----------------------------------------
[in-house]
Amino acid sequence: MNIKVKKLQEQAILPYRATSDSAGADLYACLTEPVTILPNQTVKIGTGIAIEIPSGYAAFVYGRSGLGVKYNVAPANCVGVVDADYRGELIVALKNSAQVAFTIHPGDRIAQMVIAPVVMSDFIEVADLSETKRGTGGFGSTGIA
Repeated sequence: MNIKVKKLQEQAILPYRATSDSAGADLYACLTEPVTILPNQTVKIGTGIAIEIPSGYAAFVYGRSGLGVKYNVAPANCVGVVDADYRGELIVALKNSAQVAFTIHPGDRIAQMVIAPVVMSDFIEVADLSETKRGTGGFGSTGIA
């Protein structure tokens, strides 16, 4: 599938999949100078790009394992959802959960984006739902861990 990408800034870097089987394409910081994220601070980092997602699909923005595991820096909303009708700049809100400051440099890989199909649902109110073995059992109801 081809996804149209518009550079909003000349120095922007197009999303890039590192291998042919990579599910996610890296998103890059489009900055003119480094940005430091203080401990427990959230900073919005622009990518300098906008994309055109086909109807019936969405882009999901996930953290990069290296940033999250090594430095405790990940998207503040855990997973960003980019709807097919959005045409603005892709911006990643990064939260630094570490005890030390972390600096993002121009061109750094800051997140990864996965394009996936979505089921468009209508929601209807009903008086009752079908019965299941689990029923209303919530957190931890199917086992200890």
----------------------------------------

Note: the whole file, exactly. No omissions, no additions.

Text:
[in-house]
Amino acid sequence: MNIKVKKLQEQAILPYRATSDSAGADLYACLTEPVTILPNQTVKIGTGIAIEIPSGYAAFVYGRSGLGVKYNVAPANCVGVVDADYRGELIVALKNSAQVAFTIHPGDRIAQMVIAPVVMSDFIEVADLSETKRGTGGFGSTGIA
Repeated sequence: MNIKVKKLQEQAILPYRATSDSAGADLYACLTEPVTILPNQTVKIGTGIAIEIPSGYAAFVYGRSGLGVKYNVAPANCVGVVDADYRGELIVALKNSAQVAFTIHPGDRIAQMVIAPVVMSDFIEVADLSETKRGTGGFGSTGIA
């Protein structure tokens, strides 16, 4: 599938999949100078790009394992959802959960984006739902861990 990408800034870097089987394409910081994220601070980092997602699909923005595991820096909303009708700049809100400051440099890989199909649902109110073995059992109801 081809996804149209518009550079909003000349120095922007197009999303890039590192291998042919990579599910996610890296998103890059489009900055003119480094940005430091203080401990427990959230900073919005622009990518300098906008994309055109086909109807019936969405882009999901996930953290990069290296940033999250090594430095405790990940998207503040855990997973960003980019709807097919959005045409603005892709911006990643990064939260630094570490005890030390972390600096993002121009061109750094800051997140990864996965394009996936979505089921468009209508929601209807009903008086009752079908019965299941689990029923209303919530957190931890199917086992200890």